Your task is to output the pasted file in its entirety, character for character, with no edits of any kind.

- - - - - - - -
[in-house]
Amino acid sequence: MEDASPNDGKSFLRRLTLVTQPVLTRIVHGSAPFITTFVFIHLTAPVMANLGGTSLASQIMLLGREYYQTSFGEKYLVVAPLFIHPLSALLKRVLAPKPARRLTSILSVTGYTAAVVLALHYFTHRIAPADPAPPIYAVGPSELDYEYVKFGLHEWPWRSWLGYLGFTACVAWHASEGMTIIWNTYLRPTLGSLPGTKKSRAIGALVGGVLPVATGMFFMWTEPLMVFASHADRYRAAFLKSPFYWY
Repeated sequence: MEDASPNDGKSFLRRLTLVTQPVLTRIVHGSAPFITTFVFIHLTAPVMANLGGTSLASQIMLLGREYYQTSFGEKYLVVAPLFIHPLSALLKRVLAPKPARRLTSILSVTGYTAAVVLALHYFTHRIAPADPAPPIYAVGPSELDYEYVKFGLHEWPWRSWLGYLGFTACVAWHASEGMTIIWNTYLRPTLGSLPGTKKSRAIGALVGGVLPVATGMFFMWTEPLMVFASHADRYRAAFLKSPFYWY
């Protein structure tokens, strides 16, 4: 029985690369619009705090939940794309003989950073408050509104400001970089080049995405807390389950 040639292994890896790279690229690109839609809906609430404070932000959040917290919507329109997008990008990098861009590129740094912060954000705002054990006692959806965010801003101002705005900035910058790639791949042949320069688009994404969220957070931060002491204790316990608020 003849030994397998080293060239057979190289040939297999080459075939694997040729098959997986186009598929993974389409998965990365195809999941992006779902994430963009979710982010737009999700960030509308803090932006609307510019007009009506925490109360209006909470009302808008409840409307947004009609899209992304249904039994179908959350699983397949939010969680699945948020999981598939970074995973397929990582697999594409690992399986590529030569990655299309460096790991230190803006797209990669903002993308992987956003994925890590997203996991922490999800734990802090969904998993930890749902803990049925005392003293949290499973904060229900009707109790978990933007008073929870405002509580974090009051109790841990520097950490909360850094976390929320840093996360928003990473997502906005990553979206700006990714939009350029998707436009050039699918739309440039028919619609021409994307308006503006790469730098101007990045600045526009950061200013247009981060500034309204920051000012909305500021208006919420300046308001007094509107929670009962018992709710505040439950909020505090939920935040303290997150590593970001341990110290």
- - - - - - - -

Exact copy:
[in-house]
Amino acid sequence: MEDASPNDGKSFLRRLTLVTQPVLTRIVHGSAPFITTFVFIHLTAPVMANLGGTSLASQIMLLGREYYQTSFGEKYLVVAPLFIHPLSALLKRVLAPKPARRLTSILSVTGYTAAVVLALHYFTHRIAPADPAPPIYAVGPSELDYEYVKFGLHEWPWRSWLGYLGFTACVAWHASEGMTIIWNTYLRPTLGSLPGTKKSRAIGALVGGVLPVATGMFFMWTEPLMVFASHADRYRAAFLKSPFYWY
Repeated sequence: MEDASPNDGKSFLRRLTLVTQPVLTRIVHGSAPFITTFVFIHLTAPVMANLGGTSLASQIMLLGREYYQTSFGEKYLVVAPLFIHPLSALLKRVLAPKPARRLTSILSVTGYTAAVVLALHYFTHRIAPADPAPPIYAVGPSELDYEYVKFGLHEWPWRSWLGYLGFTACVAWHASEGMTIIWNTYLRPTLGSLPGTKKSRAIGALVGGVLPVATGMFFMWTEPLMVFASHADRYRAAFLKSPFYWY
């Protein structure tokens, strides 16, 4: 029985690369619009705090939940794309003989950073408050509104400001970089080049995405807390389950 040639292994890896790279690229690109839609809906609430404070932000959040917290919507329109997008990008990098861009590129740094912060954000705002054990006692959806965010801003101002705005900035910058790639791949042949320069688009994404969220957070931060002491204790316990608020 003849030994397998080293060239057979190289040939297999080459075939694997040729098959997986186009598929993974389409998965990365195809999941992006779902994430963009979710982010737009999700960030509308803090932006609307510019007009009506925490109360209006909470009302808008409840409307947004009609899209992304249904039994179908959350699983397949939010969680699945948020999981598939970074995973397929990582697999594409690992399986590529030569990655299309460096790991230190803006797209990669903002993308992987956003994925890590997203996991922490999800734990802090969904998993930890749902803990049925005392003293949290499973904060229900009707109790978990933007008073929870405002509580974090009051109790841990520097950490909360850094976390929320840093996360928003990473997502906005990553979206700006990714939009350029998707436009050039699918739309440039028919619609021409994307308006503006790469730098101007990045600045526009950061200013247009981060500034309204920051000012909305500021208006919420300046308001007094509107929670009962018992709710505040439950909020505090939920935040303290997150590593970001341990110290």